Earth Day 2017 was a great lesson in how to argue your case when the data is weak. The day brought out the best and brightest of our scientists. The tone of the day however, may have been more like the year 1633 when Galileo was arrested and convicted of heresy for not going along with the consensus that “the Earth was the stationary center of the universe”. The Roman Inquisition was persuasive, and Galileo recanted. Most academic “climate deniers” who rely on funding from “consensus” scientific organizations have been silenced. But the good news is so far, arrests aren’t being made for being a climate skeptic.


There are two obvious problems with the Paris Accord: It’s really costly and no one has shown it’s necessary. Otherwise, it’s probably okay. The first issue was addressed by President Trump when he withdrew, and is clear.   The second issue, that of necessity has been intentionally obscured for years and needs to be understood.   Essentially, the question of necessity or lack thereof, can be summed up in four points:

  • Without any human activity, for millions of years, the Earth has cycled through extreme climate conditions and produced off-the-chart levels of greenhouse gases.
  • Global warming has occurred countless times before human existence and with much greater intensity.
  • CO2 levels have been many multiples of today’s level – – all naturally occurring.
  • Moreover, when CO2 levels were much higher than current levels the Earth fell into an ice age.

Eminent climate scientists should explain how these things came about before human existence, instead of lecturing us on the evils of being climate deniers. If one gives it a few seconds thought, the question should immediately occur “How did all that happen without one car or plane and before humans pumped one ounce of CO2 into the atmosphere?” If you question the conclusion that everything that happened naturally for millions of years is now suddenly the product of human activity, simply because we produce CO2, you are labeled a “flat-Earth skeptic”, or worse.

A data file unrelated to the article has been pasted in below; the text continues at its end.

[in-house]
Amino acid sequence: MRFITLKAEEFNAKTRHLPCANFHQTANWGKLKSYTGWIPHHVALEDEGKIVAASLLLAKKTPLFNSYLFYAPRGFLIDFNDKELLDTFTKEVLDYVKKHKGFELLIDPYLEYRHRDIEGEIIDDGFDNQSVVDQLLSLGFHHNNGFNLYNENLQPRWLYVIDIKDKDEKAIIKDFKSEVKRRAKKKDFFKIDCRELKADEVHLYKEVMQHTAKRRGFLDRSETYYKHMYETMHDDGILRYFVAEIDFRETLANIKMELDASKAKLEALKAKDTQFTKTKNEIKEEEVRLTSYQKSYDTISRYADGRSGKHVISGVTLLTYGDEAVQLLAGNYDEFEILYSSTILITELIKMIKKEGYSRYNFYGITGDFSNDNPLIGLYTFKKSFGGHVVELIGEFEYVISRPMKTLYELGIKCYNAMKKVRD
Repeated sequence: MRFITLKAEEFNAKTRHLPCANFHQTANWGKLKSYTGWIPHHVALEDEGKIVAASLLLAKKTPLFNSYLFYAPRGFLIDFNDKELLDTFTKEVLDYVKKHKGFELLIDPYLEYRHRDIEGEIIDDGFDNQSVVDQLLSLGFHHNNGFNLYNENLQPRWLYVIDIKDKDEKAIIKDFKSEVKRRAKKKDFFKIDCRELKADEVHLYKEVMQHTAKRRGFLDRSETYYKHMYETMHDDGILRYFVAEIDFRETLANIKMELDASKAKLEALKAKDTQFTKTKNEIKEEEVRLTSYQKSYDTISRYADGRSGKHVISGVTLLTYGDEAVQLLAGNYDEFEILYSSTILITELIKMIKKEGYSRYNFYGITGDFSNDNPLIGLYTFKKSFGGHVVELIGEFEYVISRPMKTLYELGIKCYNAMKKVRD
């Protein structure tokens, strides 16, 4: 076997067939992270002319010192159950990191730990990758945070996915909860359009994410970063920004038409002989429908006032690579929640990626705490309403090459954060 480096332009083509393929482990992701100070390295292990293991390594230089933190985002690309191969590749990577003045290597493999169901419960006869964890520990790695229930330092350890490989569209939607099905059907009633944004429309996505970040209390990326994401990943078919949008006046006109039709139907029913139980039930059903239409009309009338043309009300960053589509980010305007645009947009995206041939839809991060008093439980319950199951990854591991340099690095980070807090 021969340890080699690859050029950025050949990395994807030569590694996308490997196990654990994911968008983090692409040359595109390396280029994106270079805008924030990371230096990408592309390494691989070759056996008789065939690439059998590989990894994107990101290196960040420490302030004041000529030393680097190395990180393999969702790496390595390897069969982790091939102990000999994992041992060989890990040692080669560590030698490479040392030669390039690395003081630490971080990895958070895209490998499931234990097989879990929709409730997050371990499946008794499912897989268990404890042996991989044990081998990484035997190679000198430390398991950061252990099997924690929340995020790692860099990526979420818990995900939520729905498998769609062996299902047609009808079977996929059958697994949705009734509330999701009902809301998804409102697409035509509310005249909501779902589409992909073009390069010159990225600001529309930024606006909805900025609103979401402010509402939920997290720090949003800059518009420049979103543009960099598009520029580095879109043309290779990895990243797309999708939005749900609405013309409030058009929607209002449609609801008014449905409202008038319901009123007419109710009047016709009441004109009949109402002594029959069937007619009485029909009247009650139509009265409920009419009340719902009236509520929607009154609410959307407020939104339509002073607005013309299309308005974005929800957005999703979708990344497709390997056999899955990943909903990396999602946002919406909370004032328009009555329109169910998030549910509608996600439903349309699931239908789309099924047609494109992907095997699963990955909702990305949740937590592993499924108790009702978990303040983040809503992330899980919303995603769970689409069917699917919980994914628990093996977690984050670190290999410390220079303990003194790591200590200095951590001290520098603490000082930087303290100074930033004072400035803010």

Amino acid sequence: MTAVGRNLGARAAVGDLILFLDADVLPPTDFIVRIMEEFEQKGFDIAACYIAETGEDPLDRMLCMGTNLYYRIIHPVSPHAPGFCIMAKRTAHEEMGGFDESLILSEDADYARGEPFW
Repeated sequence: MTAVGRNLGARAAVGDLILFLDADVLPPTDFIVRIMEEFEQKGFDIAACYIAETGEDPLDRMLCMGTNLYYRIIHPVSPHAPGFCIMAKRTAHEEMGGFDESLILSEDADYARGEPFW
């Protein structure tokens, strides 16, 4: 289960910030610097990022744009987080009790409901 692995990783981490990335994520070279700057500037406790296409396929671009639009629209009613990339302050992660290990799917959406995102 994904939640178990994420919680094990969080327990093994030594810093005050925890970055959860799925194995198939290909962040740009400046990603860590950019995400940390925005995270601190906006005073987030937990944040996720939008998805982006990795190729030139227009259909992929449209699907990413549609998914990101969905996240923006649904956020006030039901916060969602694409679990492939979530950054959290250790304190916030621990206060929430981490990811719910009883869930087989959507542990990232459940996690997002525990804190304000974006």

Clearly, human activity contributes to CO2 increase, but the impact relative to natural causes is speculative at best.   Scientists are convinced that because of enormous industrial activity, CO2 levels have increased to an unheard of 400 ppm, and claim this is disastrous and unnatural in spite of numerous naturally occurring higher CO2 levels, e.g. over 7,000 ppm. Consensus scientists claim CO2 levels of 400 ppm will send us into a greenhouse world. Really? You need to ignore the history of the Earth to accept that since records show at a time when CO2 levels were almost double today’s levels, and at one point as much as 10 times higher than those of today, the Earth went from a greenhouse world to an icehouse world. For two thirds of the last 400 million years CO2 levels were considerably higher than present levels, and yet the Earth has been in an Ice Age for much of that time.